Health: Are Americans Healthy? (cont.)
HHS Issues Report Charting Steady Gains in Americans' Health, Though Diabetes Remains Growing Concern
Life expectancy in the United States reached an all time high in 2001, and the gap between blacks and whites has narrowed, according to the U.S. Department of Health and Human Services' (HHS) annual report on the Nation's health. The report also finds evidence that the diabetes epidemic is getting worse; between 1997 and 2002, the percent of Americans diagnosed with diabetes increased by 27 percent.
"While this report shows we're continuing to make progress in improving Americans' health, we know that we can do much more to reduce the impact of diabetes and other chronic, preventable diseases," HHS Secretary Tommy G. Thompson said. "There are simple steps we can all take, such as eating wisely and staying active, that can reduce the toll that diabetes, obesity, and heart disease take on our lives."
Health, United States, 2003 is a comprehensive report with the latest statistics from Federal health agencies, the U.S. Census Bureau, population surveys, and other data. The report was prepared by the National Center for Health Statistics (NCHS) in HHS' Centers for Disease Control and Prevention and is the 27th annual report to the President and Congress, as required by The Public Health Service Act.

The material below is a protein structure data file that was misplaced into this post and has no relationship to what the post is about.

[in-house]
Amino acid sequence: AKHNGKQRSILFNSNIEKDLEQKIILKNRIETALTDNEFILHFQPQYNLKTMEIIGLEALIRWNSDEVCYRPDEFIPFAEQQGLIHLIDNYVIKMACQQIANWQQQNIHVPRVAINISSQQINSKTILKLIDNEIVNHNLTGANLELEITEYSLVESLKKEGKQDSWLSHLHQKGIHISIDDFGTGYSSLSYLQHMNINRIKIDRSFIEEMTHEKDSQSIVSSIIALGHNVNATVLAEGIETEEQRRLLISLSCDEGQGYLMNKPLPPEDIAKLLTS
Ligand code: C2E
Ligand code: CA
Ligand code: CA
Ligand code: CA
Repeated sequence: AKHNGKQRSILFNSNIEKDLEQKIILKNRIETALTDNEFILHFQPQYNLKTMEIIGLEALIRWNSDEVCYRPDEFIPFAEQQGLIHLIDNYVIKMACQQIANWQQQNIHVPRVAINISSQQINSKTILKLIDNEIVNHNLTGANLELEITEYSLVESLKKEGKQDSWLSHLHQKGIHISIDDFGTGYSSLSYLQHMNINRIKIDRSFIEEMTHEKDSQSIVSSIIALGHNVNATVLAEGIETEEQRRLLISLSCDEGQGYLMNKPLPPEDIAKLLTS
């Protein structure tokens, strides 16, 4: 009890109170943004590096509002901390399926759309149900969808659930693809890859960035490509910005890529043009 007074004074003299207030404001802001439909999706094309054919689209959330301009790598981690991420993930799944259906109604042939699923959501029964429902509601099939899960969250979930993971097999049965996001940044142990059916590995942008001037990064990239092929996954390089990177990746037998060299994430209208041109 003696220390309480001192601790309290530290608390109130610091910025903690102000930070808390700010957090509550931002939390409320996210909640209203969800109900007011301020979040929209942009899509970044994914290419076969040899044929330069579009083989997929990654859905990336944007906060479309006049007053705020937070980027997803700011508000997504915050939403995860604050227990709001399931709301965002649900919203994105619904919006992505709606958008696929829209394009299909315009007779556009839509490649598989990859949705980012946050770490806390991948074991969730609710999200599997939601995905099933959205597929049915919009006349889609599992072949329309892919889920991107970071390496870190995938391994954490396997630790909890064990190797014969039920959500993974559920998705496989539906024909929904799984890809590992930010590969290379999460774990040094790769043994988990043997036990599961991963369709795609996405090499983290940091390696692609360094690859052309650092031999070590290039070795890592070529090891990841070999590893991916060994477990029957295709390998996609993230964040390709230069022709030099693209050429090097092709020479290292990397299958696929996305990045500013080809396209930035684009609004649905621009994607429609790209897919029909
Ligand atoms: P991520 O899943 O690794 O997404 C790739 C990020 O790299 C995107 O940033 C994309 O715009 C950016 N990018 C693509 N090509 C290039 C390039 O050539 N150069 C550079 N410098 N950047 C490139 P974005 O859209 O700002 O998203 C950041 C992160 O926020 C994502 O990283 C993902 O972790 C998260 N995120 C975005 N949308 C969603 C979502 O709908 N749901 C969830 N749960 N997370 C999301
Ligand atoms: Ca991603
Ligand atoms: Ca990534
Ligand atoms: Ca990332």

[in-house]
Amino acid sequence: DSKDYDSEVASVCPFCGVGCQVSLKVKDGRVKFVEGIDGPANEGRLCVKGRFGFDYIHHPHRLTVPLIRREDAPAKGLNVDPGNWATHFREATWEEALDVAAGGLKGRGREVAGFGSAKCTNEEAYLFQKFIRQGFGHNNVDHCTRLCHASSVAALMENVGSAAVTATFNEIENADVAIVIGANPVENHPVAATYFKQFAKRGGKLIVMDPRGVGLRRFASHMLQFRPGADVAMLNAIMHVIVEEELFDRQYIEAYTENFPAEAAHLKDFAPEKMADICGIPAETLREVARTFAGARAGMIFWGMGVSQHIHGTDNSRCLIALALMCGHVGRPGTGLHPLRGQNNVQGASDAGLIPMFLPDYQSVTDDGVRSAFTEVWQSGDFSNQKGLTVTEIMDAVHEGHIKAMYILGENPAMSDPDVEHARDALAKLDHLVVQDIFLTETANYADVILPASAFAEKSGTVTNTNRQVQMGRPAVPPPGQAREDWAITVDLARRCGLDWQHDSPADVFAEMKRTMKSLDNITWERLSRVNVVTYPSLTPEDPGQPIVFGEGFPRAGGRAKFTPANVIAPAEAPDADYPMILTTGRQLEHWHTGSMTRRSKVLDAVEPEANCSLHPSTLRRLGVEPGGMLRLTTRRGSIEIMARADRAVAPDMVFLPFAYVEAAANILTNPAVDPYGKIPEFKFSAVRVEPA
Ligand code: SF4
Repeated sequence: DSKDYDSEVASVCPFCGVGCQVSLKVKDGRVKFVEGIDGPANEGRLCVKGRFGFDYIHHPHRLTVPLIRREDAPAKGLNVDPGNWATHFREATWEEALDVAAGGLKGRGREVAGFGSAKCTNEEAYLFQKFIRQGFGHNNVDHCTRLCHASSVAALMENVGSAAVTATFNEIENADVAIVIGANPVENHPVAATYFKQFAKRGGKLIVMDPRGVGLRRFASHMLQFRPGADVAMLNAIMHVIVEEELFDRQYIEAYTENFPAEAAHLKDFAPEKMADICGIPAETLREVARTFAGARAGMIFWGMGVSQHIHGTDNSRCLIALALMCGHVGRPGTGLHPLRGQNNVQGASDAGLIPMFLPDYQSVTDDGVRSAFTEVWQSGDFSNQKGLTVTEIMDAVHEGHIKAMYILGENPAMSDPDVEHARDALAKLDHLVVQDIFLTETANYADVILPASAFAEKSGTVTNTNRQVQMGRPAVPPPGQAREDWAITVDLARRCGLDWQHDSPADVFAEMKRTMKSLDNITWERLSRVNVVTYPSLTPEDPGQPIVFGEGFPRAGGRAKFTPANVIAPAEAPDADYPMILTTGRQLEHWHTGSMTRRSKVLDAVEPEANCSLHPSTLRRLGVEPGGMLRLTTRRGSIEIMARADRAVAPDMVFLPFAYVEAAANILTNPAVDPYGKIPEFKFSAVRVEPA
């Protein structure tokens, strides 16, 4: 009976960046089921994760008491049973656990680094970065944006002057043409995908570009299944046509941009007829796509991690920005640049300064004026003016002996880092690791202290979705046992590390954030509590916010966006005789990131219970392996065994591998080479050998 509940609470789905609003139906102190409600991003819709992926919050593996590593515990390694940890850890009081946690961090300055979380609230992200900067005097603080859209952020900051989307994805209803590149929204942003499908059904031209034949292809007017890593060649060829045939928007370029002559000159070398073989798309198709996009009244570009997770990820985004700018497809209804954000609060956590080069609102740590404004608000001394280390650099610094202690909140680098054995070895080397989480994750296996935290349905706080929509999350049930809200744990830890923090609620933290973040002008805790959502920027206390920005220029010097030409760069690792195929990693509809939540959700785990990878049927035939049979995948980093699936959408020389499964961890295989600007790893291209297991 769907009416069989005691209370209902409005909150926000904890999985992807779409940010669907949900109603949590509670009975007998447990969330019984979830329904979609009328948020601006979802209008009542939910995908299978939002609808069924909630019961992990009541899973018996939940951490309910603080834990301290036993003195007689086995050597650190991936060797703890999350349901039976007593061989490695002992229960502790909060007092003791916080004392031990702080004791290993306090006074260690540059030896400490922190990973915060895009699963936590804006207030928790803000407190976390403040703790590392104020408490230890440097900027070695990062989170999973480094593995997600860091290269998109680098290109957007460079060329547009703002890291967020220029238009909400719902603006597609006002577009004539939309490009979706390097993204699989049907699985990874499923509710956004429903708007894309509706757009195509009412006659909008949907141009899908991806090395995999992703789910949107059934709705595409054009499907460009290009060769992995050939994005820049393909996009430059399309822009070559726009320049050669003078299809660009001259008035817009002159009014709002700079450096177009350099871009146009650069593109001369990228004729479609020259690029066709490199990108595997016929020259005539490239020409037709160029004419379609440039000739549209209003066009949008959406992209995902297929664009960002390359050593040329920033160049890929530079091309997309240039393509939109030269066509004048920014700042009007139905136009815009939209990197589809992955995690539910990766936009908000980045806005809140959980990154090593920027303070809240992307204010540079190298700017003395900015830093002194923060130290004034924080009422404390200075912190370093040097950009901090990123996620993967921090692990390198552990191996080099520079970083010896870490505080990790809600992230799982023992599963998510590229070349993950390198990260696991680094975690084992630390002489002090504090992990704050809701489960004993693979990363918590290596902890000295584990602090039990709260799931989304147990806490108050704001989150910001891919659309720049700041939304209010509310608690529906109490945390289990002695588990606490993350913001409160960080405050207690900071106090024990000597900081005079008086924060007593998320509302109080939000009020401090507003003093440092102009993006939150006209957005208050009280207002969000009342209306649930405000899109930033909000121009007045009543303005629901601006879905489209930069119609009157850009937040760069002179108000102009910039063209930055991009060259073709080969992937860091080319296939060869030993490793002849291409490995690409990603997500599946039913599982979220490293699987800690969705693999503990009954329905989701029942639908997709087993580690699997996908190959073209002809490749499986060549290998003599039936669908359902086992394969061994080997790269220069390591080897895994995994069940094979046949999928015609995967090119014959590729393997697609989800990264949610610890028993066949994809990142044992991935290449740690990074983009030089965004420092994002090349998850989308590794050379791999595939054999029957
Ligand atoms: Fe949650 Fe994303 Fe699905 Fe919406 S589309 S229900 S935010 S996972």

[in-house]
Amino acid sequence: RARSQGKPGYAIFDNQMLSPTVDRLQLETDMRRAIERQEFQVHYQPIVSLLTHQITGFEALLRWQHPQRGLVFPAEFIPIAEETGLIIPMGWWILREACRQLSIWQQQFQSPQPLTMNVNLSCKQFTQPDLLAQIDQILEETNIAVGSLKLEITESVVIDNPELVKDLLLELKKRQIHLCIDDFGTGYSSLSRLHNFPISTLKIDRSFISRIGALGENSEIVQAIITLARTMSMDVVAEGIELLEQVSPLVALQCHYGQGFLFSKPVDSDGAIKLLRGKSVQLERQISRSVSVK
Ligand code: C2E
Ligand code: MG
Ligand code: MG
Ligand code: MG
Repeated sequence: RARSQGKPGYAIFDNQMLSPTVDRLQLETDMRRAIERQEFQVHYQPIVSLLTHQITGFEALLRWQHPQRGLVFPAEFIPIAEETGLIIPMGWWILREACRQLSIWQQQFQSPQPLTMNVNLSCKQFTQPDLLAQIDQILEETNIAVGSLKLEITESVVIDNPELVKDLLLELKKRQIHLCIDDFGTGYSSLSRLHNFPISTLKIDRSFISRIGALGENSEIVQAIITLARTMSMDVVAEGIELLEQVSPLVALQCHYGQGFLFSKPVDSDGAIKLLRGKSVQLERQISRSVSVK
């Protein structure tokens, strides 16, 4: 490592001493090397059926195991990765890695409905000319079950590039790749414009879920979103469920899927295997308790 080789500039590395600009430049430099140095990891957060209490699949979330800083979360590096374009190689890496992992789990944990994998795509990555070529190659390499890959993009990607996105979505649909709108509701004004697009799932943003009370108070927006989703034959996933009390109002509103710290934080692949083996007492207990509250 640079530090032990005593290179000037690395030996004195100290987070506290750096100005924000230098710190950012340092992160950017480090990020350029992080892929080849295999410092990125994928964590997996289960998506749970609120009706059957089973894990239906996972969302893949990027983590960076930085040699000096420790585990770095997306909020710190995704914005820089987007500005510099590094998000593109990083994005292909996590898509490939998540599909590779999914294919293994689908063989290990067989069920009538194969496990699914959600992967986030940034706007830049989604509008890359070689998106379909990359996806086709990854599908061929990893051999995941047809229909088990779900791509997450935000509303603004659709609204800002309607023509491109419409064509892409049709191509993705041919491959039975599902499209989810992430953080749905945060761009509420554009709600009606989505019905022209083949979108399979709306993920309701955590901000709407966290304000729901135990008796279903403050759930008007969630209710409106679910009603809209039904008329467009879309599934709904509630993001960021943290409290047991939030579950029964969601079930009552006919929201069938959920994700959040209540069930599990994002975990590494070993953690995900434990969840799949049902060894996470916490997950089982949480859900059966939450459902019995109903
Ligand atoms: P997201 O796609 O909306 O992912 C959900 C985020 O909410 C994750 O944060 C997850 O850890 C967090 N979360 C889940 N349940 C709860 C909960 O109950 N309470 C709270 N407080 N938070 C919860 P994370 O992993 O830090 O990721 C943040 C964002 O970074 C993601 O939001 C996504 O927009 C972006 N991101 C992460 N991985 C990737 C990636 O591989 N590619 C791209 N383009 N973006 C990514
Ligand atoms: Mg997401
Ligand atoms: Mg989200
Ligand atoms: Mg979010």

In a special section on diabetes, the report notes that 6.5 percent of American adults were diagnosed with diabetes in 2002 compared with 5.1 percent in 1997. Another recent study shows that about 12 million adults have been diagnosed with diabetes and an additional 5 million adults have the condition but don't know it.
An estimated 12 million adults have impaired fasting glucose tolerance and many of these will go on to develop diabetes unless they successfully adopt changes in weight management and physical activity -- steps that can prevent and reduce obesity, which is a major risk factor for type 2 diabetes. In addition, visits to physician offices and hospitals for diabetes have increased dramatically since the mid-1990s.
Diabetes was the fifth leading cause of death among women and sixth among men in 2001. People with diabetes run the risk of severe complications, including heart disease, chronic kidney disease, blindness, and amputations.